This post attemps to question the need to full frame in order to get pleasing prints. We will examine how the image quality of Olympus OM-D E-M1 with a 16 megapixel m43 sensor stack up against a Nikon D850 possessing a full framed 46 megapixel sensor.
Let’s just get one thing out-of-the-way. As pixel peeping will show, the technical image quality of the full-framed Nikon D850 is demonstrably better than that of the 1st generation Olympus OM-D E-M1.This should be no surprise given the D850 has 3 times the number of pixels on a sensor 3.8 times larger.
What about a final print? Will the superior image quality translate to a more pleasing print? Unfortunately, pretty much all the information on the internet focusses around pixel peeping. This makes sense, as one cannot view a paper print on a computer! What is missing is the ability to compare the printed results of the same picture made by two cameras for whatever sizes the photographer typically prints.
Why should this matter? If you are buying into a system, you may feel safer going with a bigger, heavier and more expensive system than you need because of uncertainty in the quality from smaller formats. If you have multiple systems, you may find yourself lugging around very heavy gear on vacations where the results from a smaller camera might provide sufficient results.
In this post, I will first show what everyone knows – the IQ advantages of the D850 over an OM-D E-M1 based on a test photo. But these results will not necessarily translate to a better print. For myself, I will argue my Olympus is totally sufficient and indistinguishable from the D850. But, I am not everyone, and so I offer you the ability to download test photo RAW files so that you can edit, print to whatever dimension and assess the results yourself.
The Test Photo
My colleague (with a D850) and I used a car for a test photo between his and my Olympus. We chose lenses and settings to produce approximately the same angle of view and depth of field:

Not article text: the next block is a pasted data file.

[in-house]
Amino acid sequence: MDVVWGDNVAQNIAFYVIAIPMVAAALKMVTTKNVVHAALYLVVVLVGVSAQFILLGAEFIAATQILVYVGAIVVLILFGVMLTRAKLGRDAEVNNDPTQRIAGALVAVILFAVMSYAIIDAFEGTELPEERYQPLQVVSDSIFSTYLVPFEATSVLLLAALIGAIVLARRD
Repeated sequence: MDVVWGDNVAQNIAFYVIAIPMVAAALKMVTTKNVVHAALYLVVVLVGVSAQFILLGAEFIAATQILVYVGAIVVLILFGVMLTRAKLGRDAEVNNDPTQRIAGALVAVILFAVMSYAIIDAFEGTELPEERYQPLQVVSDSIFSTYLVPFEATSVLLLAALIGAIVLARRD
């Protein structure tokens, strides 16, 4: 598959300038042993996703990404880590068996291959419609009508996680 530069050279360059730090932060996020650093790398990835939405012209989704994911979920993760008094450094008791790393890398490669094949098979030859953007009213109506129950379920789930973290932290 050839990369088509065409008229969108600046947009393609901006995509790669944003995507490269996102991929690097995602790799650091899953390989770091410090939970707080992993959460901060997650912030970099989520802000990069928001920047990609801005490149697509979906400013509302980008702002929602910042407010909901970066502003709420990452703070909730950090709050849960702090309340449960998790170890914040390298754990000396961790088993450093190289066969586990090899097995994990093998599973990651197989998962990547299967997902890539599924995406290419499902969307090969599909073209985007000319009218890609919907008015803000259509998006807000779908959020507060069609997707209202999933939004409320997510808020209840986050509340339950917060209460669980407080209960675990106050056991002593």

- The Nikon was fitted with a Nikkor 24-70mm 2.8 lens, and the Olympus with a M. Zuiko 25mm lens. To achieve roughly the same angle of view, the Nikkor was adjusted to 50mm.
- To obtain similar depth of field, a m43 lens must be opened up 2 stops compared to a full frame lens with the same angle of view. Therefore, the Nikkor was set to f8.0 and the M. Zuiko to f4.0. For both these lenses, the respective apertures correspond to peak resolution (see the tests at http://www.lenstip.com).
- Both cameras were set at ISO200.
D850 with 24-70 2.8 @ 50mm f8.0
OM-D E-M1 with 25mm 1.8 @ f4.0
In both cases, we centered and focussed on the license plate of the vehicle. In Lightroom, both photos were sharpened, cropped to 8×10 proportions and adjusted to approximately the same brightness.
Pixel Peep Comparison – D850 is Better
Double clicking on the photos below and adjusting for equal size you will notice a few things:
First, the noise from the Olympus is much more noticeable than that of the Nikon. Second, the Olympus shows some pixelation – particularly in the black hood outline. The gradation of the blue bumper is also noticeably smoother with the Nikon, thereby giving a more three-dimensional feel.